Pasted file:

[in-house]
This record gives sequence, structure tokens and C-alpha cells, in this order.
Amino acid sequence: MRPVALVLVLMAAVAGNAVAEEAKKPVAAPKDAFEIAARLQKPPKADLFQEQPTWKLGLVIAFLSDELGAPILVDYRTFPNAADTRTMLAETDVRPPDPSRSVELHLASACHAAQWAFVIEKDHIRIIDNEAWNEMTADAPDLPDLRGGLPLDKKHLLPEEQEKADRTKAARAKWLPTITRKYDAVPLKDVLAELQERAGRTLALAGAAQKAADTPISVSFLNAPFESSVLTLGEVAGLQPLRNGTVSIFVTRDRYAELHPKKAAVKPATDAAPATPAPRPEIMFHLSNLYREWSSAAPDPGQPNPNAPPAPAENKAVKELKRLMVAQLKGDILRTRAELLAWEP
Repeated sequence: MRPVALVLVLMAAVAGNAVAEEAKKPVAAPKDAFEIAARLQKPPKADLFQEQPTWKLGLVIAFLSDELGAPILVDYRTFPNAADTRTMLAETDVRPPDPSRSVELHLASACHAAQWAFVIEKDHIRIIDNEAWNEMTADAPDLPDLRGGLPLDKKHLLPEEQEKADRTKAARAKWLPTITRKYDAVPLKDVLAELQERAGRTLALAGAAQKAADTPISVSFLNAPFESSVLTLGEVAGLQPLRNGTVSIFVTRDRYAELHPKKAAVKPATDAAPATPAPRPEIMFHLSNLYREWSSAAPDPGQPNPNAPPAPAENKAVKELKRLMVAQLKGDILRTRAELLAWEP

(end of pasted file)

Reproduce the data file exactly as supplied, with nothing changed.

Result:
[in-house]
This record gives sequence, structure tokens and C-alpha cells, in this order.
Amino acid sequence: MRPVALVLVLMAAVAGNAVAEEAKKPVAAPKDAFEIAARLQKPPKADLFQEQPTWKLGLVIAFLSDELGAPILVDYRTFPNAADTRTMLAETDVRPPDPSRSVELHLASACHAAQWAFVIEKDHIRIIDNEAWNEMTADAPDLPDLRGGLPLDKKHLLPEEQEKADRTKAARAKWLPTITRKYDAVPLKDVLAELQERAGRTLALAGAAQKAADTPISVSFLNAPFESSVLTLGEVAGLQPLRNGTVSIFVTRDRYAELHPKKAAVKPATDAAPATPAPRPEIMFHLSNLYREWSSAAPDPGQPNPNAPPAPAENKAVKELKRLMVAQLKGDILRTRAELLAWEP
Repeated sequence: MRPVALVLVLMAAVAGNAVAEEAKKPVAAPKDAFEIAARLQKPPKADLFQEQPTWKLGLVIAFLSDELGAPILVDYRTFPNAADTRTMLAETDVRPPDPSRSVELHLASACHAAQWAFVIEKDHIRIIDNEAWNEMTADAPDLPDLRGGLPLDKKHLLPEEQEKADRTKAARAKWLPTITRKYDAVPLKDVLAELQERAGRTLALAGAAQKAADTPISVSFLNAPFESSVLTLGEVAGLQPLRNGTVSIFVTRDRYAELHPKKAAVKPATDAAPATPAPRPEIMFHLSNLYREWSSAAPDPGQPNPNAPPAPAENKAVKELKRLMVAQLKGDILRTRAELLAWEP